6.2. The Asset Editor

6.2.1. The Asset Editor

The asset editor provides access to information about assets and gives users the ability to edit assets.

The editor contains Editor, Overview, Source, and Data Objects tabs.

Editor tab

The Editor tab is where assets can be edited. The available options in the edit tab will depend on the type of asset being edited.

Figure 6.1. The Asset Editor - Edit tab

A screen shot of the asset editor - edit tab

Overview tab

The Overview screen displays the generic data and version history of an asset. It allows a user to edit other metadata details, add descriptions and discussions which are specific to a selected asset.

Figure 6.2. The Asset Editor - Overview tab

A screen shot of the asset editor - Overview tab

Source tab

Source tab shows the DRL source for a selected asset.

Figure 6.3. The Asset Editor - Source tab

A screen shot of the asset editor - source tab

Data Objects Tab

The Data Objects tab suggests the set of imports used in the project. Each asset has its own imports and suggest fact types that the user might want to use.

Figure 6.4. The Asset Editor - Data Objects tab

A screen shot of the asset editor - config tab

6.2.2. Business rules with the guided editor

Business rules are edited in the guided editor. Rules edited in the guided editor use the Business Rules Language (BRL) format. The guided editor prompts users for input based on the object model of the rule being edited.

A package must exist for assets to be added to before rules can be created. Package access must be configured before users can use the BRL guided editor.

Example 6.1. The guided editor

A screen shot of the guided editor

6.2.3. Narrowing Facts Using Package White List

You can narrow down the facts available during rule creation and modification by using a file called package-names-white-list. This file allows you to narrow down a group of facts that are loaded and are visible. This helps to speed up the loading of these facts while creating new rules.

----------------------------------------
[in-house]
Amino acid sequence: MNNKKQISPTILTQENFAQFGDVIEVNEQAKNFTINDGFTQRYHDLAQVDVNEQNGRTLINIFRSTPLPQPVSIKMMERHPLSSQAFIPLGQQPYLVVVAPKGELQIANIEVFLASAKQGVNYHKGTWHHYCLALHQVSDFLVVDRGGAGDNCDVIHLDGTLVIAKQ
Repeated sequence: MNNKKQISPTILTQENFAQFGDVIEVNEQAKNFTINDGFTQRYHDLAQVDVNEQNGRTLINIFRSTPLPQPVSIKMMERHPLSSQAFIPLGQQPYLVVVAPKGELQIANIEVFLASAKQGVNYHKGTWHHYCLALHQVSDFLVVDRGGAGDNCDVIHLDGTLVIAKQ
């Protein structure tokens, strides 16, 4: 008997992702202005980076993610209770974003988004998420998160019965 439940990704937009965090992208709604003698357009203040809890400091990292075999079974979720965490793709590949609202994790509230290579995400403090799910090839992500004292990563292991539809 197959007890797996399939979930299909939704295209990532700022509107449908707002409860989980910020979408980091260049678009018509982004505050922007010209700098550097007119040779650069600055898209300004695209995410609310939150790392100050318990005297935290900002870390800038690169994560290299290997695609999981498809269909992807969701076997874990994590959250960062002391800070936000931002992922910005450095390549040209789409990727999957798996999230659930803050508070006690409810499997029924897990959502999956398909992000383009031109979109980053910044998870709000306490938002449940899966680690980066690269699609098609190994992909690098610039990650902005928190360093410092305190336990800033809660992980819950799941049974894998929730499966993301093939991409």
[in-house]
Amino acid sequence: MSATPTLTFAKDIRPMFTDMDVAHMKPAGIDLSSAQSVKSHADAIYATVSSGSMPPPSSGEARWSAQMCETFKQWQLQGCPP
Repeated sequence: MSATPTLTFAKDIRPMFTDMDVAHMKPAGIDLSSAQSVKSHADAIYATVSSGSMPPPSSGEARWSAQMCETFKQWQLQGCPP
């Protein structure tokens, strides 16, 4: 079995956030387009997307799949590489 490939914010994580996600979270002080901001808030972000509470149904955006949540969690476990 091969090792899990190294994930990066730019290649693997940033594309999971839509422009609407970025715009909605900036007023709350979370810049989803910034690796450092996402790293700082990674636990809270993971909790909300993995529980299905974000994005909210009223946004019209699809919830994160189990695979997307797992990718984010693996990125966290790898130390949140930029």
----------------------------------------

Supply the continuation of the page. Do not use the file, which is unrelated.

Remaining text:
When you create a new project in the root directory, an empty package-names-white-list file is automatically created along with the pom.xml and project.imports project files. For existing projects, you need to create this file manually. In Business Central, you can view this file through the repository view of a project in the Project Explorer.

By default (when the file is empty), all the facts within the project itself are visible while those from the project’s dependencies are restricted.

Rules for Defining Packages

The package-names-white-list file is a text file that accepts single package names on each line. Packages can contain wildcards as defined below:

  • com.redhat.finance: allows facts from only the com.redhat.finance package. Thus, com.redhat.finance.Person and com.redhat.finance.Salary are allowed, but com.redhat.finance.senior.Management are not allowed.
  • com.redhat.finance.*: allows facts from the sub-packages of the com.redhat.finance package only. Thus, com.redhat.finance.senior.Management and com.redhat.finance.junior.Management are allowed, but not com.redhat.finance.Person.
  • com.redhat.finance.**: this is a combination of the above two rules. Allows com.redhat.finance.Person and com.redhat.finance.senior.Management and even, com.redhat.finance.really.senior.Management classes.

You can include specific packages from a dependency by adding appropriate entries into the package-names-white-list file. You can also include or remove all packages from specific dependencies. For more information, see Adding Dependencies.

6.2.4. The Anatomy of a Rule

A rule consists of multiple parts:

When